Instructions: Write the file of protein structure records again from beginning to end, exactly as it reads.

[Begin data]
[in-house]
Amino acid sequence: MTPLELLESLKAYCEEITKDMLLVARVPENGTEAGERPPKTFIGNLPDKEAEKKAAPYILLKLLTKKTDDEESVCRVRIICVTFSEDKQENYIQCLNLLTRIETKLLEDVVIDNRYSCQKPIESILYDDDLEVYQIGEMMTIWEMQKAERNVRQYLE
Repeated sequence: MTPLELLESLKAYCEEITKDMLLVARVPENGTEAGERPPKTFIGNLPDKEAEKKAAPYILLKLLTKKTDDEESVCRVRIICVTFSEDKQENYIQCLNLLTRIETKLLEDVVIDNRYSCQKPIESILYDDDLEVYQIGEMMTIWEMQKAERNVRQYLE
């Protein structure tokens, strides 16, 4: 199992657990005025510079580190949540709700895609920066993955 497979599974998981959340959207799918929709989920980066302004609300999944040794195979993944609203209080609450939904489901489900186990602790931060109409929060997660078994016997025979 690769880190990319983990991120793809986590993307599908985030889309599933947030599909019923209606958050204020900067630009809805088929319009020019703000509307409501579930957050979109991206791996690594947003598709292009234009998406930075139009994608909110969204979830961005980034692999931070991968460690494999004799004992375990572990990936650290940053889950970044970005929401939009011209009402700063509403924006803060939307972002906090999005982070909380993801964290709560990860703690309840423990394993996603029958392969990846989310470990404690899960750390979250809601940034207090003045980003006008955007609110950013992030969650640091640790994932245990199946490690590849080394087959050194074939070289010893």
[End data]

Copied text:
[in-house]
Amino acid sequence: MTPLELLESLKAYCEEITKDMLLVARVPENGTEAGERPPKTFIGNLPDKEAEKKAAPYILLKLLTKKTDDEESVCRVRIICVTFSEDKQENYIQCLNLLTRIETKLLEDVVIDNRYSCQKPIESILYDDDLEVYQIGEMMTIWEMQKAERNVRQYLE
Repeated sequence: MTPLELLESLKAYCEEITKDMLLVARVPENGTEAGERPPKTFIGNLPDKEAEKKAAPYILLKLLTKKTDDEESVCRVRIICVTFSEDKQENYIQCLNLLTRIETKLLEDVVIDNRYSCQKPIESILYDDDLEVYQIGEMMTIWEMQKAERNVRQYLE
């Protein structure tokens, strides 16, 4: 199992657990005025510079580190949540709700895609920066993955 497979599974998981959340959207799918929709989920980066302004609300999944040794195979993944609203209080609450939904489901489900186990602790931060109409929060997660078994016997025979 690769880190990319983990991120793809986590993307599908985030889309599933947030599909019923209606958050204020900067630009809805088929319009020019703000509307409501579930957050979109991206791996690594947003598709292009234009998406930075139009994608909110969204979830961005980034692999931070991968460690494999004799004992375990572990990936650290940053889950970044970005929401939009011209009402700063509403924006803060939307972002906090999005982070909380993801964290709560990860703690309840423990394993996603029958392969990846989310470990404690899960750390979250809601940034207090003045980003006008955007609110950013992030969650640091640790994932245990199946490690590849080394087959050194074939070289010893």